They asked what had been done to set the bones … what kind of cast had been fitted. I replied that no cast had been fitted!

The U.S. surgeons suggested I take another MRI about eight weeks after my leg had been broken, but they told me that unfortunately, there was nothing I could do at this point. The corrective 6-week window was closed. My leg had healed in a permanently deformed and weakened position.

These surgeons did advise that the leg could be re-broken and reset, but with the pain I went through this idea was a non-starter with me. Instead, at their suggestion, I ordered a very well designed knee brace from Germany, which I now use on a regular basis whenever I stand.

Summing up the broken leg fiasco, I would say any patient participating in the Kunming Walking Program risks some level of injury … simply straining a ligament more likely than breaking a leg. But most patients do not experience serious injuries, so far as I can see.

The challenge I had, and continue to have, is that when I did finally offer proof that my leg had actually been broken very recently during the walking program, this conclusion was met with complete denial and still is to this day! They still claim to think my leg was broken several years ago, despite all the orthopedic evidence to the contrary.


A Cautionary Tale

The reason I have gone into so much detail about this whole broken leg fiasco is because I think it is directly related to physical therapy practice here in Kunming. For reference, I worked for a couple years with several top-notch physical therapists in Miami and am myself knowledgeable about anatomy and physical therapy. So, in my frank opinion, a properly trained physical therapist should have easily been able to identify a problem as serious as a broken leg!

My experience here in China is therefore a cautionary tale about physical therapy technique and safety. On the other hand, the Kunming Walking Program does offer a robust, 6-day rehab work-out for those fortunate enough not to have any mishaps in the beginning.

The physical act of standing and assisted walking provides 100% weight bearing, improves balance, especially for paraplegics, and is an overall general great form of exercise for somebody in a wheelchair. On the other hand, as I discussed at considerable length in my previous blog post, the benefit of the actual walking with respect to motor function is, in my view, no more than speculation.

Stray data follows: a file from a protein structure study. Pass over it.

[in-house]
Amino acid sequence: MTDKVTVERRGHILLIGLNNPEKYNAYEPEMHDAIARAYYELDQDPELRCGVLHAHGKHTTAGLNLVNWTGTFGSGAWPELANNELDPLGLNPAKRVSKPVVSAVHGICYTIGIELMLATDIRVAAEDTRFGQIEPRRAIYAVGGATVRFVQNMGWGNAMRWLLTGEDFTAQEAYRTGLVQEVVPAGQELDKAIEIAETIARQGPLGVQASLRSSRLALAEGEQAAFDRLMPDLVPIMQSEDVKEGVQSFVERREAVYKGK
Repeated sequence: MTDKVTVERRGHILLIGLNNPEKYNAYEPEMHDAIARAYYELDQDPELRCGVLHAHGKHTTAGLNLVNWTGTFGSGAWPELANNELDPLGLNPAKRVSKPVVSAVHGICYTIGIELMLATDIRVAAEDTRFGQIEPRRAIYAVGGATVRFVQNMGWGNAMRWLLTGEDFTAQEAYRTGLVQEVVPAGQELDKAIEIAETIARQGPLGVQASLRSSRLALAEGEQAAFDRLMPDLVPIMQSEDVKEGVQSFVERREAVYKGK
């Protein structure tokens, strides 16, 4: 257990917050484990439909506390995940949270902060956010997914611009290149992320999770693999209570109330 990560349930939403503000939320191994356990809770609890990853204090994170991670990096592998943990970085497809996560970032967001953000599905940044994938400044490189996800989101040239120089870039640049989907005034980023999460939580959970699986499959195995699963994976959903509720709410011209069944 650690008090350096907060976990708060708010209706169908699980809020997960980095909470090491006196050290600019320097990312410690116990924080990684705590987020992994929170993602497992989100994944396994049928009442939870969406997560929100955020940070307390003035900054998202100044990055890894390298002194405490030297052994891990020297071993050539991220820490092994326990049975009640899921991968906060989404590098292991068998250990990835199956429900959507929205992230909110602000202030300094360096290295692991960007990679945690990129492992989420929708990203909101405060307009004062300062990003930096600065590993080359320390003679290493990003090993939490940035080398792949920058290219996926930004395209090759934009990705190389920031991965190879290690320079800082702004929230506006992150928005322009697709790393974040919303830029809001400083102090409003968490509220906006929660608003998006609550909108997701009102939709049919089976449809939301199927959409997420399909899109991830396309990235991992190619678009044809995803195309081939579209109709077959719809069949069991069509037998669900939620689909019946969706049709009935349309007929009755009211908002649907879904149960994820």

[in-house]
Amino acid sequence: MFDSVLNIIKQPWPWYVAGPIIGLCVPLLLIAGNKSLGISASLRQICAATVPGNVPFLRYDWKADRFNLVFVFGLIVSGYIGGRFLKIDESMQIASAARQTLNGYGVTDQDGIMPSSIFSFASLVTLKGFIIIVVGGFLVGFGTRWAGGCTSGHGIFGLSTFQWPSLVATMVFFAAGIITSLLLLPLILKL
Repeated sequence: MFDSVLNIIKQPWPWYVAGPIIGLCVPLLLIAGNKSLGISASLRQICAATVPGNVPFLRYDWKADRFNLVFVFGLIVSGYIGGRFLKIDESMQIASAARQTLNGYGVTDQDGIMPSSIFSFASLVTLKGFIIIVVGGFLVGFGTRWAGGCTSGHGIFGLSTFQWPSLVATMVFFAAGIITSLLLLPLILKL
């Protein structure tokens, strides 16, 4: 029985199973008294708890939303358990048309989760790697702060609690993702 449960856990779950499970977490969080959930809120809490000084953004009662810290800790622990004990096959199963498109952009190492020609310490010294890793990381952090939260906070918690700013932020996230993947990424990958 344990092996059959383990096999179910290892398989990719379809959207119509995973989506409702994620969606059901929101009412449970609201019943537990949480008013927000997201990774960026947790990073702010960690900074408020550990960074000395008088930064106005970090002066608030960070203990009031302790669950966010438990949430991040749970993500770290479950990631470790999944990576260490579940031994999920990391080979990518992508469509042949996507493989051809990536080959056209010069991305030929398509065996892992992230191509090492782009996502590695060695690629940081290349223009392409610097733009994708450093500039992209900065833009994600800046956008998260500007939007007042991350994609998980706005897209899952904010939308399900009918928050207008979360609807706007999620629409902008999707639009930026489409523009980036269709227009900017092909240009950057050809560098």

The last point I want to make today is that I still have not observed any direct evidence that walking is preferred over simply standing. Weight-bearing is weight-bearing. Both activities allow you to bear weight for long periods of time, which is beneficial for every SCI patient.

In my next post I will dive into the world of spinal surgery here in Kunming.

4 responses »

  1. Hi Ali: thank you so much for writing this entry. I wonder how long you will stay in Kunming. I wanted to visit the program this year but have not yet been able to do so. Tony graduated undergrad yesterday and will start his master’s program in Fall at NYU. He is doing the Ekso at Mt Sinai in NYC 3 days a week. It’s a great program! Your blog is always so helpful and interesting and I appreciate the information very much. Are they using the Ekso or Re-walk in Kunming? It seems like those devices, assisted, would help prevent injury. They are fully braced and the Ekso provides more upper body support with a handle on the back to allow the Therapist to hold and help. I wonder about your thoughts on those. Thank you for writing your blog! I enjoy it very much.